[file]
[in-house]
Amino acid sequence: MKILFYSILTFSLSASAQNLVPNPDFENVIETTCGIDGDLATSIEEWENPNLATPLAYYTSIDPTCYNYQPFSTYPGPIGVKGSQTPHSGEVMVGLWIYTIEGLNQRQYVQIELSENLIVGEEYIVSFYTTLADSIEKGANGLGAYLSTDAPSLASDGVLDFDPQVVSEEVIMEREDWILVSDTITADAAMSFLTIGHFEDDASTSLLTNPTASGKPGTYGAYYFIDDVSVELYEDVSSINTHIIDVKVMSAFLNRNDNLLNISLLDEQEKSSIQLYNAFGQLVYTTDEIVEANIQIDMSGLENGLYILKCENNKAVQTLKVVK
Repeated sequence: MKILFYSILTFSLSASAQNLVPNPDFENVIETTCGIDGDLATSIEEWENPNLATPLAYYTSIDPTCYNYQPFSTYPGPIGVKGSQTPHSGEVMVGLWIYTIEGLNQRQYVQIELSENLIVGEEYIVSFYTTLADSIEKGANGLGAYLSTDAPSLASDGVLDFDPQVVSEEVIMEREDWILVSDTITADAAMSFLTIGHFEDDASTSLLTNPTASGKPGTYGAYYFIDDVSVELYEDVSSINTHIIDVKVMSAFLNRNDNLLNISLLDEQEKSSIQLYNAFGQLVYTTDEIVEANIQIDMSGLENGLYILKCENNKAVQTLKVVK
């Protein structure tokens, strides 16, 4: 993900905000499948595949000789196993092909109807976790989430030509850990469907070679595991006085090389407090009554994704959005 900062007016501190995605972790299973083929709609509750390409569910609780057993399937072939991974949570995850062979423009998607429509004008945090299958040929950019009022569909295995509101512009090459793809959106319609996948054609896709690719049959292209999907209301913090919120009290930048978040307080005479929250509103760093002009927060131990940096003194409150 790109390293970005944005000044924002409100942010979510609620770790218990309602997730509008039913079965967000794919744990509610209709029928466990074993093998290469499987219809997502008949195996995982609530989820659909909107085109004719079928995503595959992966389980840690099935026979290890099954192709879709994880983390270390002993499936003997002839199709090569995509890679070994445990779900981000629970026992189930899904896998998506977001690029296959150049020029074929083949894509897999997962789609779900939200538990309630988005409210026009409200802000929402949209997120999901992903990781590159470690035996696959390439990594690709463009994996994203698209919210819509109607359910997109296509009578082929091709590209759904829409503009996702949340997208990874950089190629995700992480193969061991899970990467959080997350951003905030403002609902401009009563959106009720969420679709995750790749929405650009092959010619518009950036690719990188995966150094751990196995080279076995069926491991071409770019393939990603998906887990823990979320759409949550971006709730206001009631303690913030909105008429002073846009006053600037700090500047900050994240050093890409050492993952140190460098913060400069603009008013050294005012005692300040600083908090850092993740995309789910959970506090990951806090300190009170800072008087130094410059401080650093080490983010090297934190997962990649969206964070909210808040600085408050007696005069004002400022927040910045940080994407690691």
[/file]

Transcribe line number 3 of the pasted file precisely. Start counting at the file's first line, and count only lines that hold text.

Repeated sequence: MKILFYSILTFSLSASAQNLVPNPDFENVIETTCGIDGDLATSIEEWENPNLATPLAYYTSIDPTCYNYQPFSTYPGPIGVKGSQTPHSGEVMVGLWIYTIEGLNQRQYVQIELSENLIVGEEYIVSFYTTLADSIEKGANGLGAYLSTDAPSLASDGVLDFDPQVVSEEVIMEREDWILVSDTITADAAMSFLTIGHFEDDASTSLLTNPTASGKPGTYGAYYFIDDVSVELYEDVSSINTHIIDVKVMSAFLNRNDNLLNISLLDEQEKSSIQLYNAFGQLVYTTDEIVEANIQIDMSGLENGLYILKCENNKAVQTLKVVK